A heart murmur would be associated with the malfunction of the atrioventricular valves.
Capillary beds: delivery vehicles of the cardiovascular system
Arteries near heart --> smaller arterioles --> capillary beds --> feed back into body's system of veins --> returns blood to heart
Fluid that leaks out of capillaries is pulled back to the end of the capillary bed by higher osmotic pressure in the capillaries.
Venules drain blood from a capillary bed.
The Respiratory System
Respiration: the exchange of gases between the atmosphere outside the body and the cells within it.
During gas exchange, oxygen and carbon dioxide always move down their concentration gradients.
the nose, nasal cavity, and sinuses
the pharynx (upper throat), larynx (voice box), trachea (windpipe)
conducting passageways: bronchi/bronchioles
the lungs: composed of tiny hollow sacs called alveoli
compose lungs, lie at the end of each bronchiole and act as air exchange chambers. Enormous surface area of alveoli is used for exchange of oxygen and carbon dioxide.
Steps of respiration
1. Ventilation (breathing)
2. Once in lungs, oxygen diffuses across the thin wall of an alveolus into an adjacent capillary and binds with hemoglobin protein in red blood cells.
3. Oxygen then moves with the blood cells to the heart.
4. Heart pumps blood to body tissues, where the oxygen diffuses into the interstitial fluid and then into nearby cells.
5. Carbon dioxide produced in the body's cells moves into nearby capillaries, to be carried to the lungs.
6. All the oxygen loaded into red blood cells binds initially with the hemoglobin in them.
7. Carbon dioxide is transported both within red blood cells and in blood plasma.
8. Hemoglobin has a great capacity to bind to carbon monoxide as well as to oxygen.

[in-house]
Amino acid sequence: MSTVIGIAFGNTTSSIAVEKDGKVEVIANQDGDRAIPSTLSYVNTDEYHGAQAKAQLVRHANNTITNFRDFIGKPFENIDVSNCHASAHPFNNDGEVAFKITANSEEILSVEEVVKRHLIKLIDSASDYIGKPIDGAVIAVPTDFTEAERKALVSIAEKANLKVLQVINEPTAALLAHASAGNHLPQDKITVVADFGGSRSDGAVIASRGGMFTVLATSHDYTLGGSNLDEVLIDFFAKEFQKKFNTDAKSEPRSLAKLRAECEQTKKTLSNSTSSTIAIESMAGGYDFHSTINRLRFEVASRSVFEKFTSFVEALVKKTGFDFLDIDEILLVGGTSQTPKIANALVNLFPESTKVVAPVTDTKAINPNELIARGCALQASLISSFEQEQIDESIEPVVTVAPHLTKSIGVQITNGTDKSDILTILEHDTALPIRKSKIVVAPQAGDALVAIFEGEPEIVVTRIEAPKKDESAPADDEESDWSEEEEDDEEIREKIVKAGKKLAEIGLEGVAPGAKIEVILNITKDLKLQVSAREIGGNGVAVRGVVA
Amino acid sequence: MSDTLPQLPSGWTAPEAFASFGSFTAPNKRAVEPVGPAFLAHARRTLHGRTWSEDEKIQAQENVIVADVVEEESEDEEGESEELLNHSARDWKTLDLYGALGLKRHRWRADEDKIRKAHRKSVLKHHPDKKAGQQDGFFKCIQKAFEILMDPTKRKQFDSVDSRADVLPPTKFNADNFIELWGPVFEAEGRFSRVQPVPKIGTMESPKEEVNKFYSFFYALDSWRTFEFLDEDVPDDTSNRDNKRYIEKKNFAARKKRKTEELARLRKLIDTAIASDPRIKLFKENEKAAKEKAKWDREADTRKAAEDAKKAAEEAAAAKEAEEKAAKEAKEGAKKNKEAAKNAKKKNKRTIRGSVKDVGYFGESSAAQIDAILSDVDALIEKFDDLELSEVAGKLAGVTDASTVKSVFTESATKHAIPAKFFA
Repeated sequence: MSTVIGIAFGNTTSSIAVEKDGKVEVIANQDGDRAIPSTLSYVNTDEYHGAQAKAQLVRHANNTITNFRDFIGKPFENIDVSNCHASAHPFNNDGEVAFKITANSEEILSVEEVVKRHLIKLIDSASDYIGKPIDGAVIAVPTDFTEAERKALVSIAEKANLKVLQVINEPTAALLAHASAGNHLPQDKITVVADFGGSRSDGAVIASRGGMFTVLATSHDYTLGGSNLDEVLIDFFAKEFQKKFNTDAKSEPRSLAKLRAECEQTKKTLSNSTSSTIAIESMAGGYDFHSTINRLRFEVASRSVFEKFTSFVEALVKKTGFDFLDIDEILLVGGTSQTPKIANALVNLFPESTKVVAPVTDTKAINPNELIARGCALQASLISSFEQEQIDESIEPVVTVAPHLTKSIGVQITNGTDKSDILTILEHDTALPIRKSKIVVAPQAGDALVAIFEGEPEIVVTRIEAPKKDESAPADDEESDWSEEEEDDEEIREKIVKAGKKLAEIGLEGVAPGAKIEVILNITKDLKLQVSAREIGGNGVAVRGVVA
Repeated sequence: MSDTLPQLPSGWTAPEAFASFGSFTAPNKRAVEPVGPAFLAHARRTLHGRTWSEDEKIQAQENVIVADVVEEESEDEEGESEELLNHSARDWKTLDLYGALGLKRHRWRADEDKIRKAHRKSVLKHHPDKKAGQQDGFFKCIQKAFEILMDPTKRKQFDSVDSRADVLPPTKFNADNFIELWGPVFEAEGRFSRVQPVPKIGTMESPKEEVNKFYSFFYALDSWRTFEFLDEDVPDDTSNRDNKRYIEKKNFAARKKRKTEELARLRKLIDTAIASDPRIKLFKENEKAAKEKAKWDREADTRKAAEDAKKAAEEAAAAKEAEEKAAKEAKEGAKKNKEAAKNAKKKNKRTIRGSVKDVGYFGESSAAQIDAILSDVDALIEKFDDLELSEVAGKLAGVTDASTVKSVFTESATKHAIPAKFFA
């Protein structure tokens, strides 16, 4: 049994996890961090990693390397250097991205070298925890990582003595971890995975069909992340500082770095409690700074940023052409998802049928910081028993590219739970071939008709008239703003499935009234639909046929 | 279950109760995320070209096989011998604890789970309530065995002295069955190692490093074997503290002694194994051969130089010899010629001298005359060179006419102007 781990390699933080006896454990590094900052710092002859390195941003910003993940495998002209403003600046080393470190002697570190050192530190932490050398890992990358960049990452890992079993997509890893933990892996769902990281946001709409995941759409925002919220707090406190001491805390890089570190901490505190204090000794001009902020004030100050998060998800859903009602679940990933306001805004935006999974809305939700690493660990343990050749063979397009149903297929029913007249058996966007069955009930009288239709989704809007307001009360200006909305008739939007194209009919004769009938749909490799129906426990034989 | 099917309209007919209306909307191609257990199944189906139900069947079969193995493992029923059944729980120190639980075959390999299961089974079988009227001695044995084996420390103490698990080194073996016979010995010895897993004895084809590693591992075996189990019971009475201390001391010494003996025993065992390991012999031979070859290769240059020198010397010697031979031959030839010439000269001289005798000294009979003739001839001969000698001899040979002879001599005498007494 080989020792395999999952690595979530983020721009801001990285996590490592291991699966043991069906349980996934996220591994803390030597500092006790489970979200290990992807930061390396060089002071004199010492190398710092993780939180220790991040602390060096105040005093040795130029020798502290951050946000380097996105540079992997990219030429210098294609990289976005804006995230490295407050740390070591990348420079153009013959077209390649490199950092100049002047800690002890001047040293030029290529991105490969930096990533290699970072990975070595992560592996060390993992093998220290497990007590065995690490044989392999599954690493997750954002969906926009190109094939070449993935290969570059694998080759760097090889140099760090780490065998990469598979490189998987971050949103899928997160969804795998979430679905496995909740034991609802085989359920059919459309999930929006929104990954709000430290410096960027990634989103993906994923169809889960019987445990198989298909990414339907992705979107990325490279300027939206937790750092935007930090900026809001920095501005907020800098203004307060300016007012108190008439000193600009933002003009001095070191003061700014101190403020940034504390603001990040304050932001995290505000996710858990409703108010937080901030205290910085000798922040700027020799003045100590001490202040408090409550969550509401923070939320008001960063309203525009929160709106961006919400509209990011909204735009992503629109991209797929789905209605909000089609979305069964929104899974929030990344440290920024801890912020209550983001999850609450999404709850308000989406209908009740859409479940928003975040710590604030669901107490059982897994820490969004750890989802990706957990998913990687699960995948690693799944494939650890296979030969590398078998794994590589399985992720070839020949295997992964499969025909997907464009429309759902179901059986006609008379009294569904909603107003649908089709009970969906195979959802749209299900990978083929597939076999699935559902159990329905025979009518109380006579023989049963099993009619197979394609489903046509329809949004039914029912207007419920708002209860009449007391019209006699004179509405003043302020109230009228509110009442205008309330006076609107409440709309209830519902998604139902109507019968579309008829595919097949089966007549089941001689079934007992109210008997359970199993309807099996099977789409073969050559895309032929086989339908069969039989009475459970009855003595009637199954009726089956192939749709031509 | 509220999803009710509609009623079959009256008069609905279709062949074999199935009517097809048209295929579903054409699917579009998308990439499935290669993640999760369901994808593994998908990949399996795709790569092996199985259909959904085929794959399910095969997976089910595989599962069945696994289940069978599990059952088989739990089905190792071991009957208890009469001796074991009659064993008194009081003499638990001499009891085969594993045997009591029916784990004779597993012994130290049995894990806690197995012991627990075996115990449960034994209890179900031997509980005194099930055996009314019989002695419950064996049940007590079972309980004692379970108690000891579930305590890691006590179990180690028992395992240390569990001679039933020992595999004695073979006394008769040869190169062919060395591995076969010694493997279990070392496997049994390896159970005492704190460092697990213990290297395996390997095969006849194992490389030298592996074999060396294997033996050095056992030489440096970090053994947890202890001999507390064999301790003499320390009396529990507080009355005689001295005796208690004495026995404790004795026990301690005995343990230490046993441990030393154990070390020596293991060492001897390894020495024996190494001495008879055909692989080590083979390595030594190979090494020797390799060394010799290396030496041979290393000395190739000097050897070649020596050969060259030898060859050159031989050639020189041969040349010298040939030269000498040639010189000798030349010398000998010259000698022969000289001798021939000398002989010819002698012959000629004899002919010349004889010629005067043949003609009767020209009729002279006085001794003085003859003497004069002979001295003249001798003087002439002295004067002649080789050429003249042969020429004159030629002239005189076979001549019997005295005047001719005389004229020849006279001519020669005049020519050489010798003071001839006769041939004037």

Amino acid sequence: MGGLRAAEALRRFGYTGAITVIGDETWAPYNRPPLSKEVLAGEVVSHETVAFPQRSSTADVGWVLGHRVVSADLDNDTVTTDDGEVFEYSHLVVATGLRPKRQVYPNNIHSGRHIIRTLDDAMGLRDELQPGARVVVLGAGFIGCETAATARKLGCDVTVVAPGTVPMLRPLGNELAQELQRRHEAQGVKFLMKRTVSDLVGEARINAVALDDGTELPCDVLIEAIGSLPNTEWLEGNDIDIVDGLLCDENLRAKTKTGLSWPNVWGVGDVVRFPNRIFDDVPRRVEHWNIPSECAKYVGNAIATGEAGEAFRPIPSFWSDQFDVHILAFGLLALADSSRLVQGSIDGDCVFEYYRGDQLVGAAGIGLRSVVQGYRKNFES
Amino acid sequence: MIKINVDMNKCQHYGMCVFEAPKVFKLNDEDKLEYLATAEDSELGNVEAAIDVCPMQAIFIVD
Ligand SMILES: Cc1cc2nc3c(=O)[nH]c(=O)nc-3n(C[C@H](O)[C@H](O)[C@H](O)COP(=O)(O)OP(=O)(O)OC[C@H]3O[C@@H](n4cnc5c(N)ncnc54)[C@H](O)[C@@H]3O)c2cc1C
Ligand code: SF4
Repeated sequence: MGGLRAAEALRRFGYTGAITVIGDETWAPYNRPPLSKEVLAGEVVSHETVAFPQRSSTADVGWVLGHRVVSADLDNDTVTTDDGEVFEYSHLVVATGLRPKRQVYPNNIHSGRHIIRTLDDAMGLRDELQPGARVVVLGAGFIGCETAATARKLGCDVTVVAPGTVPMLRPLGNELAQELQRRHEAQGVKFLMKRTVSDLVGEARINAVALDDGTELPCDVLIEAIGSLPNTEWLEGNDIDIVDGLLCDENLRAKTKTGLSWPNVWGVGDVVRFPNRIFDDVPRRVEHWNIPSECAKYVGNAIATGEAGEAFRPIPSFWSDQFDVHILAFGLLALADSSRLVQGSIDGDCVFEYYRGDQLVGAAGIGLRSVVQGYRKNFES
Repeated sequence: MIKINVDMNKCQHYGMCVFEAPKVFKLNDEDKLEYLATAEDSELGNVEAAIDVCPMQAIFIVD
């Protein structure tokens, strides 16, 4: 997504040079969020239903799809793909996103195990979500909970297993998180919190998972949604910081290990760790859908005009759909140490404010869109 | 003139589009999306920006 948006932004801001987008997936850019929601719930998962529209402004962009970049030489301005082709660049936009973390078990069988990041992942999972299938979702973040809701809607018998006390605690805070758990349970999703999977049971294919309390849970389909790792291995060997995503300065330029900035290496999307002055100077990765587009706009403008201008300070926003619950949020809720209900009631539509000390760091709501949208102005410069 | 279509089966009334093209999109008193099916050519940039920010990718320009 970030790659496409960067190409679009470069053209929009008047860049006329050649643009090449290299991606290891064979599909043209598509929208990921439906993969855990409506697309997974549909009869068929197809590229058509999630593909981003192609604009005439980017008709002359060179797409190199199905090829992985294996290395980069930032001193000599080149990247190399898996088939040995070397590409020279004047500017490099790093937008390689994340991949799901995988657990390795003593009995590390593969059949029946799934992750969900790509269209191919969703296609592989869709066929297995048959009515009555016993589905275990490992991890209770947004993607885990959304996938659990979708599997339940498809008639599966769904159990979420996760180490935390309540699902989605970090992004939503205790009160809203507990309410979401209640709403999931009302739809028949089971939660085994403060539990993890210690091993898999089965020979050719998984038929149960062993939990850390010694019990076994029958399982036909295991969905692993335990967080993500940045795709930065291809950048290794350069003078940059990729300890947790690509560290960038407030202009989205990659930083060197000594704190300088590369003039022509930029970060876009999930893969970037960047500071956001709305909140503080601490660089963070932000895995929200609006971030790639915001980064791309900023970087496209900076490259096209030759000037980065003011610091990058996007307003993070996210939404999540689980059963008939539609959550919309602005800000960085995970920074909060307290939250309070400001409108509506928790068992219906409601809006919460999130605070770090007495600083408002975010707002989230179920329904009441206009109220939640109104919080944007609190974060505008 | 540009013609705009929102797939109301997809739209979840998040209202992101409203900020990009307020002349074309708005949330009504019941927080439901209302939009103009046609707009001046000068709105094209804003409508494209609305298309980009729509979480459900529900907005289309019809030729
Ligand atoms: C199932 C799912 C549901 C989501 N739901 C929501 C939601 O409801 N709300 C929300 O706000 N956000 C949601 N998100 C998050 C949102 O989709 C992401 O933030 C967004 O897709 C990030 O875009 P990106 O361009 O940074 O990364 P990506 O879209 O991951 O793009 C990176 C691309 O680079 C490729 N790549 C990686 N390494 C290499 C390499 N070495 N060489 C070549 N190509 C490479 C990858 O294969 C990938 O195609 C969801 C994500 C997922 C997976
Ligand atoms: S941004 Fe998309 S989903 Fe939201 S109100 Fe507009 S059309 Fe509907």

True or False
When the thoracic cavity gets smaller, the pressure inside the lungs increases.
Blood consists entirely of blood cells and water.
The trachea branches into left and right bronchioles.
The formed elements account for about what percentage of the total volume of blood?
When a doctor uses a stethoscope to listen to your heart and hears the lub-dub sound, she is actually listening to the:
valves in the heart closing.
Which vein in the body carries oxygenated blood?
Why do new RBCs only survive for a few months?
Red blood cells do not have most organelles or a nucleus.
The coronary arteries that bring blood to the heart branch off from the:
contains deoxygenated blood
Which chamber of the heart is connected to the aorta?
Blood pressure increases when the diameter of an artery decreases.
Medication in order to lower blood pressure relaxes the smooth muscles in the arteries.
Why is the left side of the heart stronger than the right side of the heart?
The right side pumps only to the lungs, and the left side pumps blood around the whole body.
physical movement of air into and out of the lungs
Pulmonary ventilation occurs because of pressure differences between the lungs and the external environment.